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Op-ed: Bipartisan agreement on government waste?

Sen. Orrin Hatch (R-Utah).

Report shows lack of fiscal accountability, overlap in many government agencies

By Orrin Hatch and Mark Udall

During the last election, Americans spoke loud and clear. Regardless of the political party they belong to, they want Congress focused on the economy, and they want us to work together to get our nation’s fiscal house in order.

Specifically, they want Congress and the President to focus on reining in federal spending. We face a $14 trillion debt, and every day we wait to take responsible steps to control spending, we leave our fiscal situation less sustainable for the future. The markets are demanding immediate action. Just last week, Standard & Poor’s placed the United States’ AAA bond rating on a negative outlook, citing a greater than one in three chance of a downgrade within the next two years.

Sen. Mark Udall (D-Colorado)

While there are plenty of areas where we disagree when it comes to the federal budget, we agree that it’s time for immediate reductions in government spending. We need to take action now, and a recent report by the Government Accountability Office (GAO) offers a constructive suggestion for where to start. This eye-opening study identifies multiple overlapping federal government programs that, if consolidated or cut, could dramatically reduce administrative and overhead costs, among other savings. The duplicative programs span a range of federal government agencies from domestic food assistance and education to homeland security and defense.  For example:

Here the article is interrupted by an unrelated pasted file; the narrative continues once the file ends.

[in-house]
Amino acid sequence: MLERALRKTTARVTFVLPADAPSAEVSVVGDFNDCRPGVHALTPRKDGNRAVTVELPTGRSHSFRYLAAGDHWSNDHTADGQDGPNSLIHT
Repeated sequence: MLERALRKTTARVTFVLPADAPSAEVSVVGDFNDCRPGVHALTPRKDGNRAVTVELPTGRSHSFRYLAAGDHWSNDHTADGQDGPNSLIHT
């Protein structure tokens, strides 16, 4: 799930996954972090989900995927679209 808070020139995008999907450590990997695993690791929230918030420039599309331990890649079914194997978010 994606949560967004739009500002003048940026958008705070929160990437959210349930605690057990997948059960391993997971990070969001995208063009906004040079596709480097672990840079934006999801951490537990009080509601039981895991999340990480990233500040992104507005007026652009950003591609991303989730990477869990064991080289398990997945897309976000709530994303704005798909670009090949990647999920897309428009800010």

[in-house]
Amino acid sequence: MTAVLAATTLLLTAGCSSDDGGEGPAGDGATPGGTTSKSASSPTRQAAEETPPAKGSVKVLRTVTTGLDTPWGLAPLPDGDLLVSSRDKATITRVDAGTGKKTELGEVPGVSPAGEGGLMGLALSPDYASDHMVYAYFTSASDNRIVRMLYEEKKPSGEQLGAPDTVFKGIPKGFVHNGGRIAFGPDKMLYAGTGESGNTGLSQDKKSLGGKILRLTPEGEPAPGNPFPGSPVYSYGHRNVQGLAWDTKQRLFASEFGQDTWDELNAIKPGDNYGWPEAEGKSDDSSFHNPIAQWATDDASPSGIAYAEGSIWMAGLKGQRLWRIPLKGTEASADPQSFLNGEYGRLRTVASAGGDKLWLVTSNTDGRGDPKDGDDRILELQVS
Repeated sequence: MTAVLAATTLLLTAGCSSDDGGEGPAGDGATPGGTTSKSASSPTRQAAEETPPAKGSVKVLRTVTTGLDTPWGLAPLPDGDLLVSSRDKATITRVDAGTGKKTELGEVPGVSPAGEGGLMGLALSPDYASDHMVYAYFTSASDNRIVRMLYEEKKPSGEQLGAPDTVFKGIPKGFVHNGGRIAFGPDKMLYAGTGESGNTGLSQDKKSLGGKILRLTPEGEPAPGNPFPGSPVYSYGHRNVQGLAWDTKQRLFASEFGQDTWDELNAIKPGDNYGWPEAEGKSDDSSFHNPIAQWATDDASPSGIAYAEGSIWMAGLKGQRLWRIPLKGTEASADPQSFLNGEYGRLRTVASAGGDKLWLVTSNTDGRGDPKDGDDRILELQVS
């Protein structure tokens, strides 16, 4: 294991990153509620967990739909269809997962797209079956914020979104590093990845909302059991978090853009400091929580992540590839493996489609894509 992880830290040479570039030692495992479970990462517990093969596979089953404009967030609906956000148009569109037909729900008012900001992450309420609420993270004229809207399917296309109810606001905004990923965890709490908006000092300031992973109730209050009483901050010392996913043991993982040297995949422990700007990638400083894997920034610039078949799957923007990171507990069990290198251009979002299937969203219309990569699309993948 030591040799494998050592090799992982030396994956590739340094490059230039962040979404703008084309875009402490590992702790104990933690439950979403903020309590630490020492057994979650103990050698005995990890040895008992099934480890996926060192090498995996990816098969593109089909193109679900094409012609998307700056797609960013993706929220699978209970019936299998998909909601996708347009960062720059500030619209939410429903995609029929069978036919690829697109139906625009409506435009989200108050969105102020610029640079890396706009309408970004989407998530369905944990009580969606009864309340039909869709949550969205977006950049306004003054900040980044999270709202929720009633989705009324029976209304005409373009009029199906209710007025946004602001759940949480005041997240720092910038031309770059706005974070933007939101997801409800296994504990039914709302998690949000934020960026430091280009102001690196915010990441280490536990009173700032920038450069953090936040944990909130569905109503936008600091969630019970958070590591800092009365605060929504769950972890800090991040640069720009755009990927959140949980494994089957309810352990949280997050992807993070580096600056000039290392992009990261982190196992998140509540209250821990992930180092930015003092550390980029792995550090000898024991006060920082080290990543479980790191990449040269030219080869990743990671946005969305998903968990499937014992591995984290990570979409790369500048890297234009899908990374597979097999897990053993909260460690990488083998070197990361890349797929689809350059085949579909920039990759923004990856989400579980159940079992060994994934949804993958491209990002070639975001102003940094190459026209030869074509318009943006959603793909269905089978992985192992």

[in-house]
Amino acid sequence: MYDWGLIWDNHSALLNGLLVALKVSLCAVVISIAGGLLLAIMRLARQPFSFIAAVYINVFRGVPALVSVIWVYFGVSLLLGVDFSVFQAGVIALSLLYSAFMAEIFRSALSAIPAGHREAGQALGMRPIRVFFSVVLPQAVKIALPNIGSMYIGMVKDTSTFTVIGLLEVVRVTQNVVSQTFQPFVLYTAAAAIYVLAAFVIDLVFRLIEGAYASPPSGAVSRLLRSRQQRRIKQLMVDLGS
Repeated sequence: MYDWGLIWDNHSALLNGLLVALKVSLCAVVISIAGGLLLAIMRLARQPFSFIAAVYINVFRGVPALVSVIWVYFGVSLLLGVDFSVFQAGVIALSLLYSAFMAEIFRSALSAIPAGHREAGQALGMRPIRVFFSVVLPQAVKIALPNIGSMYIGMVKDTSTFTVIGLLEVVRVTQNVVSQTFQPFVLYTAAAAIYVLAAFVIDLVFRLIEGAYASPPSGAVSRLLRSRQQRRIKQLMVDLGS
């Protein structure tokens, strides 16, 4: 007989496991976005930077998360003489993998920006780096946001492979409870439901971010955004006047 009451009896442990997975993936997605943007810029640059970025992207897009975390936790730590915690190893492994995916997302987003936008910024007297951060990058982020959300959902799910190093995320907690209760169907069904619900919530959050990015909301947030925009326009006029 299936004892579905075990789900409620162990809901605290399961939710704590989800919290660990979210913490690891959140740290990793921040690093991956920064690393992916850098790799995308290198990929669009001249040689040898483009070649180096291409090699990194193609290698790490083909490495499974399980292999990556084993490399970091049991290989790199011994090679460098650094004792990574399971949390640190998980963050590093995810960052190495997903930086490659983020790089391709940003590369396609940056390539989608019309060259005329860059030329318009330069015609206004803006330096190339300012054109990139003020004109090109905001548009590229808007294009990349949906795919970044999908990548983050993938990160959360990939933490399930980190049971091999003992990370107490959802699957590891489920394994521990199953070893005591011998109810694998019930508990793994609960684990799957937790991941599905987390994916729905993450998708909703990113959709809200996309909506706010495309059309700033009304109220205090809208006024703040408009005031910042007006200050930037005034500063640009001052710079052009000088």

∙         Over 20 federal programs address homelessness, spanning seven federal agencies, including the departments of education, health and human services, labor and veterans affairs.
∙         At least 44 programs run by the departments of education, health and human services, and labor provide employment and training services.
∙         There are 80 economic development programs at four agencies, 52 of which have authority to fund “entrepreneurial efforts.”
∙         More than two dozen individuals appointed by the president are responsible for biodefense.
∙         And 15 agencies are involved in food safety – a costly overlap that GAO says has caused inconsistent oversight, ineffective coordination and an inefficient use of resources. Continue reading

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